Imagine the picture quality they could get with true mpeg 4 . The bandwith they would gain by doing this would keep them from needing a whole bunch more satellites. Then they could gain the space they need to finish off the rest of the sd locals and start to receive them from the true digital signal instead of the sd version upconverted to digital and they might not even have to downconvert with the new mpeg 4 encoders that they have now and the new ones they will have by two years from now.

Imagine all the hd channels they could add in two years and they wouldn't need to have both sd and hd signals any longer for each channel. All mpeg 4 receviers could downconvert to 480i for sd televisions so they wouldn't need the sd version anylonger. They do need to figure out how they are going to charge for all this new hd. They need to include it in the basic programming packs like Directv is going to do. IF you sub to the sd version you get the hd version for a small tech fee of 10.99. Eventually they could drop this fee too as all programming goes hd.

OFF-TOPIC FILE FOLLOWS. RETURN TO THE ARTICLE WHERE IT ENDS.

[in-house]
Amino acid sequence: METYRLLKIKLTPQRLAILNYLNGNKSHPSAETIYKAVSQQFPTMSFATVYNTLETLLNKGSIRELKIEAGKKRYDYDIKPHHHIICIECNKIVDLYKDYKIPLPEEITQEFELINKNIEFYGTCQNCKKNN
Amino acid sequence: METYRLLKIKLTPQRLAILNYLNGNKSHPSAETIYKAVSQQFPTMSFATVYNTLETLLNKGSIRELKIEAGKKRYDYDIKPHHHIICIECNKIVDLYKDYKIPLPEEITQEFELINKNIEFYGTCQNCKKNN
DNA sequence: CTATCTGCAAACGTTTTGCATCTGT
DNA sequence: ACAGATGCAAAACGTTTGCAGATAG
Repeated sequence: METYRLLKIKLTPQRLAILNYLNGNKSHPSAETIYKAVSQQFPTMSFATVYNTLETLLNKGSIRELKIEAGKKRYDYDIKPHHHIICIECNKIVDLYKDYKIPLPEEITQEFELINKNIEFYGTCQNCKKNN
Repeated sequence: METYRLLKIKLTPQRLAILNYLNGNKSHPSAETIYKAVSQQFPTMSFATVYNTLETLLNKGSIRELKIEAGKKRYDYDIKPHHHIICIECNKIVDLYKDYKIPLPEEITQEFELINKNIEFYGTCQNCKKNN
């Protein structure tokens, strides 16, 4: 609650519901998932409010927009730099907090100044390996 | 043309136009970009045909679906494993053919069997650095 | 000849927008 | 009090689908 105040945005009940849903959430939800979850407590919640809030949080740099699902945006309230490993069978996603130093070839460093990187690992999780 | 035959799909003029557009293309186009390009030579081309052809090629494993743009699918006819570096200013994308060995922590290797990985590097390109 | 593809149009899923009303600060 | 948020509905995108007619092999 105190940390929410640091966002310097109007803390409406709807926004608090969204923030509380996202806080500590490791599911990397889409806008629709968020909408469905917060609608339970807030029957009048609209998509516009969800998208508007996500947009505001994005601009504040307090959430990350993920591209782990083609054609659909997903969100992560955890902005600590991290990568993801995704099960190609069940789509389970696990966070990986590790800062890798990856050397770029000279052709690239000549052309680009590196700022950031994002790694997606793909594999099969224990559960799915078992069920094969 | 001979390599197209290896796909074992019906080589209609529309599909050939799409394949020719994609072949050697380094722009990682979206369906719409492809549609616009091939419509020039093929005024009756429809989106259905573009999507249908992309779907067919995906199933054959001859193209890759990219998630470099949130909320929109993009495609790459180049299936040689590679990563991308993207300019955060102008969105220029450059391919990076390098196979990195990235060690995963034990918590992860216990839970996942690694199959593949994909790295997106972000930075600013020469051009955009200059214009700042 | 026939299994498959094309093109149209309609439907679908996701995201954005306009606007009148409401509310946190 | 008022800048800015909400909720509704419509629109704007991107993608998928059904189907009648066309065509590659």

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Mr.Pinkeye

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Dec 7, 2005
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I doubt point 2 is valid anymore. Most TV sold in the last year alone (ruf. 3 million) were all 1080p.

I'm surprised at this, since most of the entry level flat panels (under 40"/under $2K) seem to still be 720p. I'd be curious to see where you were getting these numbers.

I hope people aren't wasting their money on 32" 1080p tvs, from normal viewing distances most won't see any difference...
 

John Kotches

SatelliteGuys Master
Supporting Founder
Nov 21, 2003
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Troy, IL (STL Area)
Beep wrong.